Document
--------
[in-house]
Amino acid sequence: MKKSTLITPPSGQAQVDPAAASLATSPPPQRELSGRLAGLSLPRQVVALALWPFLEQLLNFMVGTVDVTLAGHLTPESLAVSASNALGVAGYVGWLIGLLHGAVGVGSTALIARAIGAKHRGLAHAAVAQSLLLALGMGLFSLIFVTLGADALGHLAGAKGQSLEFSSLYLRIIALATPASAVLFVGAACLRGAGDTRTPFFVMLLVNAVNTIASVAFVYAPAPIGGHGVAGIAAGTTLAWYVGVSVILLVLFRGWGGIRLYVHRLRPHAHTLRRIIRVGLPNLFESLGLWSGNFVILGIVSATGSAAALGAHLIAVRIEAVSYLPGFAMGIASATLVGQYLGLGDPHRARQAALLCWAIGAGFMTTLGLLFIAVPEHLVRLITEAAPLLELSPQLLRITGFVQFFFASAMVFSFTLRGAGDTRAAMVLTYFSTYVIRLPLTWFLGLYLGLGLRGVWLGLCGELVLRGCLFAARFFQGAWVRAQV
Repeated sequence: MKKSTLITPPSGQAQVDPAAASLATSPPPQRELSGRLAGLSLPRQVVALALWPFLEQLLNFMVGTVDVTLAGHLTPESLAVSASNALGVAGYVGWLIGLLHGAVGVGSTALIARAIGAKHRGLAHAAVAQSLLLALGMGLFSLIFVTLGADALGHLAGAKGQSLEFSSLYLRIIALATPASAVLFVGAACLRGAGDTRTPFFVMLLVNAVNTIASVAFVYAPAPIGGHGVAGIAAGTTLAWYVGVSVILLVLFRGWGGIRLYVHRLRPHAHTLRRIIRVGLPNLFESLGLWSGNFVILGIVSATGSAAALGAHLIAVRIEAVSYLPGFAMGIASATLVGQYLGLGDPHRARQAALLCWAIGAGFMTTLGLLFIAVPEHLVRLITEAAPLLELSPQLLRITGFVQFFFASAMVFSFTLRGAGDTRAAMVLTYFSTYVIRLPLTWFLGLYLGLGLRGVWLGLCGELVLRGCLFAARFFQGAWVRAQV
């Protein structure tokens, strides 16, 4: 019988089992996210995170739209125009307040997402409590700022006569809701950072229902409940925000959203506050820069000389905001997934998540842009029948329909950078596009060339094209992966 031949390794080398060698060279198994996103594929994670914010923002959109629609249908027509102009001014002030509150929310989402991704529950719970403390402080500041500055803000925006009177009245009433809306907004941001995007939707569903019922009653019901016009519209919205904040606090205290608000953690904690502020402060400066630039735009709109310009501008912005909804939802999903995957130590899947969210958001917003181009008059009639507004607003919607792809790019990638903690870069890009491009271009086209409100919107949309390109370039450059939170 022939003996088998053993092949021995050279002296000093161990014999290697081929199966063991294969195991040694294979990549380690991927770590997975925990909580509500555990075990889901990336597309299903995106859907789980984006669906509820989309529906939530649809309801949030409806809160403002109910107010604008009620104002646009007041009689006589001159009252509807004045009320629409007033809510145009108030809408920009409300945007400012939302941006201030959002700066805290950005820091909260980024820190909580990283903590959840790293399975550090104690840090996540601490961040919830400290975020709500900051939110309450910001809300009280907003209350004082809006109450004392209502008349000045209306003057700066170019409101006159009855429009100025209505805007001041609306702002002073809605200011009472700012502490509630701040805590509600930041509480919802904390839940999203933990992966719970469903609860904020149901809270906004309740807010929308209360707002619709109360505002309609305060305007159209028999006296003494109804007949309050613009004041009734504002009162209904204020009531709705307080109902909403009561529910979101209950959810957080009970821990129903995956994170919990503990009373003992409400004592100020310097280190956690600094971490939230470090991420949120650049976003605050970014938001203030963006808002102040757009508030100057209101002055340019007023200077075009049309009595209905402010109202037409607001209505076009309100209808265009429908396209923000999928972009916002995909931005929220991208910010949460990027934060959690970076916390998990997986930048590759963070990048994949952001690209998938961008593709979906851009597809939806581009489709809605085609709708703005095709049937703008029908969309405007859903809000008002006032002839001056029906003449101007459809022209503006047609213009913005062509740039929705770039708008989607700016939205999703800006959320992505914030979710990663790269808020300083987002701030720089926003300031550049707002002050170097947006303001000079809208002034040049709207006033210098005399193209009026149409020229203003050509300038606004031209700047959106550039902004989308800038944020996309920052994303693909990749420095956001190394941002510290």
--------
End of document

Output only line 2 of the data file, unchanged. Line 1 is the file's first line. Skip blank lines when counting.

Amino acid sequence: MKKSTLITPPSGQAQVDPAAASLATSPPPQRELSGRLAGLSLPRQVVALALWPFLEQLLNFMVGTVDVTLAGHLTPESLAVSASNALGVAGYVGWLIGLLHGAVGVGSTALIARAIGAKHRGLAHAAVAQSLLLALGMGLFSLIFVTLGADALGHLAGAKGQSLEFSSLYLRIIALATPASAVLFVGAACLRGAGDTRTPFFVMLLVNAVNTIASVAFVYAPAPIGGHGVAGIAAGTTLAWYVGVSVILLVLFRGWGGIRLYVHRLRPHAHTLRRIIRVGLPNLFESLGLWSGNFVILGIVSATGSAAALGAHLIAVRIEAVSYLPGFAMGIASATLVGQYLGLGDPHRARQAALLCWAIGAGFMTTLGLLFIAVPEHLVRLITEAAPLLELSPQLLRITGFVQFFFASAMVFSFTLRGAGDTRAAMVLTYFSTYVIRLPLTWFLGLYLGLGLRGVWLGLCGELVLRGCLFAARFFQGAWVRAQV